Tag Archives: Crossroads

Mini-Review: PizzaBella

In a town not necessarily known for great pizza, the Crossroads’ PizzaBella manages to deliver a mighty fine product in a style that isn’t necessarily well-represented locally. Initially opened by chef Rob Dalzell, PizzaBella closed briefly last year after the financial shakeup that drove most of Dalzell’s businesses under. It quickly re-opened under new ownership essentially unchanged.

Pizza Bella

A recent visit found it largely empty on a weekday evening. The attractive, modern dining room features a lot of wood accents which serves to warm the space up quite a bit. Two wood-fired pizza ovens anchor one corner of the room, where a couple of cooks prepare the thirteen varieties of pizza offered on the menu.

Interior

Choice is limited here but it’s easy to see that topping combinations have been chosen with care. In addition to pizza, the menu has a handful of delicious-looking appetizers and only a couple of desserts. I for one, like the simplicity of the menu although others might crave the endless do-it-yourself topping deliberations that are the hallmark of most traditional pizza joints.

The brussel sprout appetizer was prepared in the hot pizza oven and came dressed with a pancetta ham vinaigrette, dried cranberries and almonds. It proved to be slightly too big for two people as a starter, but tasted wonderful.

Brussel Sprouts

For dinner proper, I opted for the classic pizza margherita which featured fresh basil, tomato sauce, fresh mozzarella and roasted garlic, the latter of which is an unusual but welcome addition.

Margherita

The Prosciutto pizza, while bordering on too salty, nonetheless was a favorite of mine. The storied Italian ham was barely warmed, most likely added just after removal from the oven. A pile of spicy baby arugula provides a delightful fresh contrast to the buttery richness of the meat and parmesan.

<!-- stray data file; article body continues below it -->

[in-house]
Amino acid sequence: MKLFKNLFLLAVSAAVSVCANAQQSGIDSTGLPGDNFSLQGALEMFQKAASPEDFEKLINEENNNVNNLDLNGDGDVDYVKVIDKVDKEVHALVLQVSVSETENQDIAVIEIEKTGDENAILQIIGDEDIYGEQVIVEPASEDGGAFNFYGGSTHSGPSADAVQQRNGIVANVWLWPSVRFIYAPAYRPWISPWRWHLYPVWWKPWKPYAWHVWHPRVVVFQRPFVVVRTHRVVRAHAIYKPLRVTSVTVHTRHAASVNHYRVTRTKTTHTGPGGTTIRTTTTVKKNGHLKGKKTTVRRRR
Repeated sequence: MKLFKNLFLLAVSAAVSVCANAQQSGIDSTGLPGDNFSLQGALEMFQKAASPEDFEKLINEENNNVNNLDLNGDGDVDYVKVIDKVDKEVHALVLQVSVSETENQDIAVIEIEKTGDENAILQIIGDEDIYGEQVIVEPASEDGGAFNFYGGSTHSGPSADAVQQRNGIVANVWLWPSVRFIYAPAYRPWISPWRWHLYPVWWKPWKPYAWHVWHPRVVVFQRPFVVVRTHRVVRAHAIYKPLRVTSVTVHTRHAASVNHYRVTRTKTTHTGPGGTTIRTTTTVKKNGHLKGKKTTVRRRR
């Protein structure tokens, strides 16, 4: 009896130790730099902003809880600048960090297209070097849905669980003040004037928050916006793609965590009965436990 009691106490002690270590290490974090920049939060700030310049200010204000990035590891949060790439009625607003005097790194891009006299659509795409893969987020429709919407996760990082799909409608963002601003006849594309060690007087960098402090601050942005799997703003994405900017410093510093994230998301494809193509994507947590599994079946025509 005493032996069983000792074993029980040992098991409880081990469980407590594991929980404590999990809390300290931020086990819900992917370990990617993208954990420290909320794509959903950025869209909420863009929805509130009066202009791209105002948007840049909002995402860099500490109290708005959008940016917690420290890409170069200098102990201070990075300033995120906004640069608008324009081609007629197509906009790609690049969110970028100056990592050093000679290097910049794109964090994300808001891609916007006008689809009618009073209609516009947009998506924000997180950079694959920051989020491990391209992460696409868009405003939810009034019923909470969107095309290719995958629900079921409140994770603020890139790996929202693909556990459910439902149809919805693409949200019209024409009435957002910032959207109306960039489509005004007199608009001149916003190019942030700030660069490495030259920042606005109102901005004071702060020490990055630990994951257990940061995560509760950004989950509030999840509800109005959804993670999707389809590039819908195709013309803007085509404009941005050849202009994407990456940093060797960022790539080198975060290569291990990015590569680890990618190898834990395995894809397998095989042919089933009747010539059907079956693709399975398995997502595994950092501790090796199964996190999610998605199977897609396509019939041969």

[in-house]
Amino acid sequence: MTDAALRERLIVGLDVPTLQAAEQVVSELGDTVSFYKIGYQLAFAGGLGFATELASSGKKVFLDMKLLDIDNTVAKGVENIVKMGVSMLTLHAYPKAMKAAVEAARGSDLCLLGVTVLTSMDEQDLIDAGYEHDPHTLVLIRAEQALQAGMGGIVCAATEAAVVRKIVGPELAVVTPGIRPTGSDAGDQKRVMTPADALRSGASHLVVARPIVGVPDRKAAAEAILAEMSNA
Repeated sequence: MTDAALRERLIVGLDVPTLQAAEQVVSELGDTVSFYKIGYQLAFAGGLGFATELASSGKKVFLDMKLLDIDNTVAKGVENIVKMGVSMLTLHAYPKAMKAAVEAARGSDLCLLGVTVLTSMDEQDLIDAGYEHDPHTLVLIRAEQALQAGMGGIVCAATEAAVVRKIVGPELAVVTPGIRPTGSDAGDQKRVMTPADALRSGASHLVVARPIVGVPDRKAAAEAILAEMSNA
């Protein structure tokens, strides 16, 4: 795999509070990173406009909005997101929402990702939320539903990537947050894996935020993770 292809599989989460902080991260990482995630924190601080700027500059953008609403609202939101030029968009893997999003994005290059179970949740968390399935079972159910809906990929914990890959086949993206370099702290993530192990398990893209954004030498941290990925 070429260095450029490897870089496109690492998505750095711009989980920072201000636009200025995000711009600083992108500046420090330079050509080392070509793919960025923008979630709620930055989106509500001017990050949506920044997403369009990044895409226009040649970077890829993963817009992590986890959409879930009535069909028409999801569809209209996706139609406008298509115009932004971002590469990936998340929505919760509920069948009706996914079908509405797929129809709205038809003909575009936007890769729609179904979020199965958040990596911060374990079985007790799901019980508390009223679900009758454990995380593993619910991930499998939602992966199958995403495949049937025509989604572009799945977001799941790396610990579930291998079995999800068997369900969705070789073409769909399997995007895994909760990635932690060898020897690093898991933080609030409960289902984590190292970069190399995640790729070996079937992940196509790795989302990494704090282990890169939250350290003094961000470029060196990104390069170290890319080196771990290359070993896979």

Prosciutto Pizza

PizzaBella’s crust is a force to be reckoned with, as it stays defiantly crispy–despite its thinness–long after it leaves the oven. The pie itself is rustic and uneven in appearance but matches the simplicity and quality of the toppings.

Rather than dump a ton of highly flavorful and expensive ingredients together on its pies, this places focuses on quality toppings used in a judicious manner. No, it’s not the traditional pizza experience, but PizzaBella delivers mightily.

A Taste of the Crossroads is Coming, Sept. 19

The beloved Crossroads district offers more than First Fridays and art galleries. It is home to a number of very fine eateries dishing up culinary masterpieces on a daily basis. And this event looks kind of fun.

Taste of the Crossroads takes place in the parking lot behind the Freight House, the building which houses restaurant powerhouses Jack Stack, Lidia’s and Grunauer, all of whom will be offering food at the event. Other participants include The Cashew, Los Tules, Webster House, Otto’s Burger & Malt Shop and more.

A Taste of the Crossroads - Kansas City (15)

Last year's event, captured by Ramsey Mohsen

The event happens under big tents so it’s a rain or shine kind of affair. $25 gets you in the door, or $40 for two people. Kids under ten get in free. You can purchase tickets online or at the gates. Drinks are extra once you get inside.

A couple of fine local bands, The Rumble Jets and the Pedal Jets will provide the live entertainment. Sounds like a fun way to spend a Sunday. The action runs from 4 to 8 p.m.

Is Lulu’s Making a Good Move?

An interesting move (literally) is being reported by the Kansas City Star today. Lulu’s Thai Noodle Shop & Satay Bar will vacate its space near the corner of Southwest Boulevard and Broadway and relocate to a spot at 2030 Central street, just around the corner.

lulu's

Anyone who has been to Lulu’s during First Friday shenanigans or even at the height of lunch hour during the week knows that waiting for a table is pretty standard. I like Lulu’s well enough but I never understood the intense loyalty and mania it engenders. Nonetheless, the new space is larger and should accommodate the throngs that will certainly be forthcoming.

Every restaurant takes a risk in moving, however. When you change locations you open yourself up to the criticism of “not being as good as the old place.” Stroud’s comes to mind, as does Accurso’s. Succotash seems to have weathered its transition very nicely, mostly due to keeping the vibe of its dining room pretty laid back. Still, I’ll bet folks in the City Market were really sorry to see them go.

Lulu’s current location is one of the highest-profile commercial storefronts in the city. people unfamiliar with the Crossroads know where it is because they have driven by it so many times. Central street isn’t exactly that hopping so I hope they have a good visibility strategy in the works.